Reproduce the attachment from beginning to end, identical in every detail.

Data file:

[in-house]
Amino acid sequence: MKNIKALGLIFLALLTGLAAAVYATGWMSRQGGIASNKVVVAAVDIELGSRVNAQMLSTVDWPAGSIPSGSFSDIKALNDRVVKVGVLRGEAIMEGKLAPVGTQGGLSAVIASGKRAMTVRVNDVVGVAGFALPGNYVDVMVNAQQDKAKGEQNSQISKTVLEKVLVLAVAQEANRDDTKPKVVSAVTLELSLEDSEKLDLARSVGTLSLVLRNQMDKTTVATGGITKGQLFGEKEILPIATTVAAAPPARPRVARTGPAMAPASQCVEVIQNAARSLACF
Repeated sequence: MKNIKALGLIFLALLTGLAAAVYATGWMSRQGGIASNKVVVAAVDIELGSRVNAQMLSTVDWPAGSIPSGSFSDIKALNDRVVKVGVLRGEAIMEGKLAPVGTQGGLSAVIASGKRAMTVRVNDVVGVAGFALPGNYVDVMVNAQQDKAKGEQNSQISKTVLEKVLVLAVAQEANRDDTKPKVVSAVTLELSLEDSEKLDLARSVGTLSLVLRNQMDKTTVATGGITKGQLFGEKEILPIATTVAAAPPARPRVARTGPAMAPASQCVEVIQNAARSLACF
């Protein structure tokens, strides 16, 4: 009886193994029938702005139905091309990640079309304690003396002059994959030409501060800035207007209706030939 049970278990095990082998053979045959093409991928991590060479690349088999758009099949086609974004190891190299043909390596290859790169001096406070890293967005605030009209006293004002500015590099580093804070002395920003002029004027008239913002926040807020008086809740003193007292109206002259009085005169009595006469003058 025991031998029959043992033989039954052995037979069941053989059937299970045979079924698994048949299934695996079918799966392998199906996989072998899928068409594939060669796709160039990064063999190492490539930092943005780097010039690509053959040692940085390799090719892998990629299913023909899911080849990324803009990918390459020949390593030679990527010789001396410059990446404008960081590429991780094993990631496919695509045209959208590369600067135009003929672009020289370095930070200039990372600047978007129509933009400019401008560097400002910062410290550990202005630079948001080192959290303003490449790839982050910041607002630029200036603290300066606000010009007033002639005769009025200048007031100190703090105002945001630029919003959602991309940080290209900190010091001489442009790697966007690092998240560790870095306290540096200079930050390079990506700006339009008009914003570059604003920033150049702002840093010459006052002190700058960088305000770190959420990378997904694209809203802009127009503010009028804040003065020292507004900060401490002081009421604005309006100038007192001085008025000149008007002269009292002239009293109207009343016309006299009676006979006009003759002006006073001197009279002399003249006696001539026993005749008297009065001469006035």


[in-house]
Amino acid sequence: MKNIKALGLIFLALLTGLAAAVYATGWMSRQGGIASNKVVVAAVDIELGSRVNAQMLSTVDWPAGSIPSGSFSDIKALNDRVVKVGVLRGEAIMEGKLAPVGTQGGLSAVIASGKRAMTVRVNDVVGVAGFALPGNYVDVMVNAQQDKAKGEQNSQISKTVLEKVLVLAVAQEANRDDTKPKVVSAVTLELSLEDSEKLDLARSVGTLSLVLRNQMDKTTVATGGITKGQLFGEKEILPIATTVAAAPPARPRVARTGPAMAPASQCVEVIQNAARSLACF
Repeated sequence: MKNIKALGLIFLALLTGLAAAVYATGWMSRQGGIASNKVVVAAVDIELGSRVNAQMLSTVDWPAGSIPSGSFSDIKALNDRVVKVGVLRGEAIMEGKLAPVGTQGGLSAVIASGKRAMTVRVNDVVGVAGFALPGNYVDVMVNAQQDKAKGEQNSQISKTVLEKVLVLAVAQEANRDDTKPKVVSAVTLELSLEDSEKLDLARSVGTLSLVLRNQMDKTTVATGGITKGQLFGEKEILPIATTVAAAPPARPRVARTGPAMAPASQCVEVIQNAARSLACF
């Protein structure tokens, strides 16, 4: 009886193994029938702005139905091309990640079309304690003396002059994959030409501060800035207007209706030939 049970278990095990082998053979045959093409991928991590060479690349088999758009099949086609974004190891190299043909390596290859790169001096406070890293967005605030009209006293004002500015590099580093804070002395920003002029004027008239913002926040807020008086809740003193007292109206002259009085005169009595006469003058 025991031998029959043992033989039954052995037979069941053989059937299970045979079924698994048949299934695996079918799966392998199906996989072998899928068409594939060669796709160039990064063999190492490539930092943005780097010039690509053959040692940085390799090719892998990629299913023909899911080849990324803009990918390459020949390593030679990527010789001396410059990446404008960081590429991780094993990631496919695509045209959208590369600067135009003929672009020289370095930070200039990372600047978007129509933009400019401008560097400002910062410290550990202005630079948001080192959290303003490449790839982050910041607002630029200036603290300066606000010009007033002639005769009025200048007031100190703090105002945001630029919003959602991309940080290209900190010091001489442009790697966007690092998240560790870095306290540096200079930050390079990506700006339009008009914003570059604003920033150049702002840093010459006052002190700058960088305000770190959420990378997904694209809203802009127009503010009028804040003065020292507004900060401490002081009421604005309006100038007192001085008025000149008007002269009292002239009293109207009343016309006299009676006979006009003759002006006073001197009279002399003249006696001539026993005749008297009065001469006035």